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Free 2-Year Degrees For Those 25 And Up Passes House, Senate

March 17, 2020

Gov. Gretchen Whitmer’s program to pay for the two-year degree or industry-recognized certificate to those 25-years-old and older swiftly passed the House and Senate Thursday by wide margins.

The three bills that make up Michigan Reconnect moved Thursday as $35 million for the program was put into the supplemental spending bill that’s making its way to the Governor’s office. 
 
“This is going be a game-changer for thousands of disconnected workers in the state of Michigan. This will change the trajectory of families in every corner of the state,” said Rep. Sarah Anthony (D-Lansing). 
 
Michigan is expected to have an estimated 545,000 job openings in 2026 in sectors such as information technology and computer science, manufacturing, automotive, heath care and other professional trades. Modeled after a similar Tennessee program, Michigan Reconnect will become a central part of Michigan’s economic development strategy, said Rep. Ben Frederick (R-Owosso). 
 
“This a permanent investment in people and their ability to enhance their positioning for wages and jobs and entrepreneurship indefinitely,” he said. 
 
In order to qualify for this “last-dollar” tuition program, applicants need to exhaust other financial aid opportunities like Pell Grants. The program does not provide students with books and lab costs. Students will be responsible for paying whatever fees are required. It’s expected that in a many cases, the last-dollar payment will be less than the sum of the uncovered expenses. 
 
Frederick added the program is not a “blank check” for community college. Officials will still have to track where the students go and the outcomes they are seeing. At a time when the nation is seeing $1.6 trillion in outstanding student load debt, giving aspiring workers the tools to hold a sustainable job in a needed industry is an economic win for the state, he said.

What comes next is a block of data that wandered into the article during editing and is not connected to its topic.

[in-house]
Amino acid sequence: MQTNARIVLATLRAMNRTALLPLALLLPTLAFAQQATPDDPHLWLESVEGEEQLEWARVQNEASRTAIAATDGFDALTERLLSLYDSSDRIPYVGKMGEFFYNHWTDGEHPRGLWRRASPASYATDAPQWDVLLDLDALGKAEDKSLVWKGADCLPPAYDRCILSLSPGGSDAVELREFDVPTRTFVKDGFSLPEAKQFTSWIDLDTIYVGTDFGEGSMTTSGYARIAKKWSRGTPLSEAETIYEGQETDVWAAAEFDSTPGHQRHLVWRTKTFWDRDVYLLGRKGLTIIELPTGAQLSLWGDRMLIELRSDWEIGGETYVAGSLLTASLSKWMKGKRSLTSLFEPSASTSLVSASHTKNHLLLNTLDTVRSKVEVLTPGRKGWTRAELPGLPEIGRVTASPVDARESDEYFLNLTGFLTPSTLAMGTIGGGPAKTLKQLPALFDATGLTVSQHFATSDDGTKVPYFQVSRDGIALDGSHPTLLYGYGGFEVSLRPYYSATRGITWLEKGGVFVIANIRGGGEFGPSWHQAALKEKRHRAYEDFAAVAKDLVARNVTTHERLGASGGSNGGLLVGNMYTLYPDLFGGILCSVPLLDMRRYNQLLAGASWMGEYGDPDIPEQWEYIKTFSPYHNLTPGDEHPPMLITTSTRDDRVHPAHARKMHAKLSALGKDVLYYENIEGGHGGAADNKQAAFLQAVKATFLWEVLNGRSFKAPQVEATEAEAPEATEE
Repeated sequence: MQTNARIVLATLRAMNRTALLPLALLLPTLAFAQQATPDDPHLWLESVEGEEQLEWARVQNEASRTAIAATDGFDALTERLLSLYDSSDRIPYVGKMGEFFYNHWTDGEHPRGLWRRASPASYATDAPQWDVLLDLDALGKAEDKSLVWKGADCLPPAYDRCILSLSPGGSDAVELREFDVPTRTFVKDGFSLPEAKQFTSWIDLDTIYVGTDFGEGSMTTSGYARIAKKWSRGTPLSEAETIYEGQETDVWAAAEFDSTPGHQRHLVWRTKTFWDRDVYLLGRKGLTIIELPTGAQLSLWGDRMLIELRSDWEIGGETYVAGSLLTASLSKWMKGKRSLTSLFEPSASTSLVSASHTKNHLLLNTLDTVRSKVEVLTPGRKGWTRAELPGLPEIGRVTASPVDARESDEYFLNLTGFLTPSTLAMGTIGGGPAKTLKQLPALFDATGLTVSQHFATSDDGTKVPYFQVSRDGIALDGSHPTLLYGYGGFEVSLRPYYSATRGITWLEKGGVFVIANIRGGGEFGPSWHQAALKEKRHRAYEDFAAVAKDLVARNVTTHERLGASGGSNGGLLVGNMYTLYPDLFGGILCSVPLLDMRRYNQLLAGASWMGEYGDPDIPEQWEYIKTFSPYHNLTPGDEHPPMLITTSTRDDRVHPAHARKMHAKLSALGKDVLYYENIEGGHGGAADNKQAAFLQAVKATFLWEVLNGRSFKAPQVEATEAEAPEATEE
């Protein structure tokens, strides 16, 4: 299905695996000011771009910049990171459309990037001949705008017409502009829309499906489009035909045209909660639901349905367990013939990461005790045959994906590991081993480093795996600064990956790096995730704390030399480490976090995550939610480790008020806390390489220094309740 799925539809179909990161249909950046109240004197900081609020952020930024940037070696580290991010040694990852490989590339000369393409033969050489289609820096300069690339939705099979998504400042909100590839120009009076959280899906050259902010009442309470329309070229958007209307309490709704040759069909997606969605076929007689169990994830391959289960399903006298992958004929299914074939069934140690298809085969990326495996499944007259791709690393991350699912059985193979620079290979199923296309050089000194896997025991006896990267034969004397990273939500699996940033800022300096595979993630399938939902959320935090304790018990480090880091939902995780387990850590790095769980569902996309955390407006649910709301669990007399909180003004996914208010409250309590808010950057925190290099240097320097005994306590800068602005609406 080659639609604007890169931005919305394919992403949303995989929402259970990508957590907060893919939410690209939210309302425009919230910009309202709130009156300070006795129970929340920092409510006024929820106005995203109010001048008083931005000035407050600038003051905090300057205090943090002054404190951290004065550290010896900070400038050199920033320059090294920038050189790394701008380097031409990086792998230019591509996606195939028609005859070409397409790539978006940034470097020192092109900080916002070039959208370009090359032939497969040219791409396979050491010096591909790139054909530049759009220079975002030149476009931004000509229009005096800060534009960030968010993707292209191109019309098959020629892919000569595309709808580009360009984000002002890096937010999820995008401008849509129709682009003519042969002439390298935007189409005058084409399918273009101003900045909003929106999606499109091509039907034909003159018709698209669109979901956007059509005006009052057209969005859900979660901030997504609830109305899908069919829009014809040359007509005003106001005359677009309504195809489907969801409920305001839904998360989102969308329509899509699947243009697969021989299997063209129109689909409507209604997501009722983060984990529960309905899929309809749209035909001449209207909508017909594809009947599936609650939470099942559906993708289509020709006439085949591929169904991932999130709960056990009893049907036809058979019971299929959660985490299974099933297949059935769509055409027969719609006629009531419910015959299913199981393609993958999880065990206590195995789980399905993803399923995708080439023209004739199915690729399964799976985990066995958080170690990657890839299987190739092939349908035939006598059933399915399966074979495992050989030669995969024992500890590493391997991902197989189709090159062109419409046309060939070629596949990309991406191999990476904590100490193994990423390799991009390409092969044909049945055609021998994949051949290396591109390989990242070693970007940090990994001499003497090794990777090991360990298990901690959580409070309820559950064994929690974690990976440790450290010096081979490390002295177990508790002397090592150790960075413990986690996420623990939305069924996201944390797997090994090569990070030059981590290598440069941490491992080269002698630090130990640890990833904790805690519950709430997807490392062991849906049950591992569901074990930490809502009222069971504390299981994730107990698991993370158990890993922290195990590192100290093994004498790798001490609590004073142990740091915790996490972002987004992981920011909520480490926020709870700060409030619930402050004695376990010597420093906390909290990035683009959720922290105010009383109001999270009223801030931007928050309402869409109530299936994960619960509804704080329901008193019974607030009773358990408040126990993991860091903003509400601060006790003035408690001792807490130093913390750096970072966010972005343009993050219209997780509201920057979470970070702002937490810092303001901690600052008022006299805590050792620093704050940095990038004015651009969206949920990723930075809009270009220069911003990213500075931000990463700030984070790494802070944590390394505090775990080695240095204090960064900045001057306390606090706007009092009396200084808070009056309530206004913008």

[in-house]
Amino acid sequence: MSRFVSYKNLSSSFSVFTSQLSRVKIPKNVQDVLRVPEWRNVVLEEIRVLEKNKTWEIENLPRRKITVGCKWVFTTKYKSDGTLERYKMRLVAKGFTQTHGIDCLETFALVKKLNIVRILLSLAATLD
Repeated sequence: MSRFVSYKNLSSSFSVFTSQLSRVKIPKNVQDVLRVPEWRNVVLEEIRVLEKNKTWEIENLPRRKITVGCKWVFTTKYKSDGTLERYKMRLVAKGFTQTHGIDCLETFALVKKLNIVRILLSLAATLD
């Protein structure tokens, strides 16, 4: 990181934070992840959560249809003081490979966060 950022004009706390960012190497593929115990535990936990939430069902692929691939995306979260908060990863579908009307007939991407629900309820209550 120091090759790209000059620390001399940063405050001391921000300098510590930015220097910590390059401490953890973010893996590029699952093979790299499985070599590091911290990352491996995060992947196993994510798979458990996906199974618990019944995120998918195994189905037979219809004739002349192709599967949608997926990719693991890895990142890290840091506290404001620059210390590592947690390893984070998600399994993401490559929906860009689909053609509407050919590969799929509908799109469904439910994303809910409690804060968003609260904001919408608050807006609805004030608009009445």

“There is literally no downside to this life-changing legislation,” said Rep. Sheryl Kennedy (D-Davison). 
 
However, Rep. Brad Paquette (R-Niles) was one of a handful of legislators to road-trip to Tennessee to look into its program and he sees a couple issues. 
 
First, he sees the accountability measures attached to the program as hamstringing community colleges, taking away their uniqueness and ability to respond to localized needs. Michigan Reconnect is structured as a centralized, “one-size-fits-all” program that doesn’t work for K-12 schooling and doesn’t fit well with community colleges, either, he said. 
 
Also, Paquette is concerned that the “last dollar” stipulation will mean taxpayers will only end up paying the tuition of those who could afford it. The poor could receive Pell Grants for their schooling, he noted. 
 
Sen. Tom Barrett (R-Potterville), one of two Senators to vote no, had similar concerns. 
 
“We are asking constituents who work hard and sacrificed and budgeted to attend community college to now pay for other people’s tuition simply because they turned 25 before graduating with their degree. It just doesn’t seem fair,” he said. “I think community college is already within reach for those willing to work for it, and if they have their own skin in the game, they will probably be more successful.” 
 
SB 268 passed the Senate 36-2 Thursday less than 24 hours after it was reported out of committee. Barrett and Sen. Jim Runestad (R-White Lake) were the two no votes. 
 
Likewise, HB 5576 and HB 5580 passed the day after they were kicked out of committee. 
 
The 14 House members who voted no on HB 5576 were Reps. Lynn Afendoulis (R-Grand Rapids Twp.), Sue Allor (R-Wolverine), Gary Eisen (R-St. Clair Twp.), Diana Farrington (R-Utica), Shane Hernandez (R-Port Huron), Michele Hoitenga (R-Manton), Pamela Hornberger (R-Chesterfield Twp.) Steve Johnson (R-Wayland Twp.), Beau LaFave (R-Iron Mountain), Matt Maddock (R-Milford), Luke Meerman (R-Polkton Twp.), Aaron Miller (R-Sturgis), Paquette and John Reilly (R-Oakland). 
 
HB 5580 passed 94-12 with the same no votes with the exception of Miller and Meerman, who voted yes.

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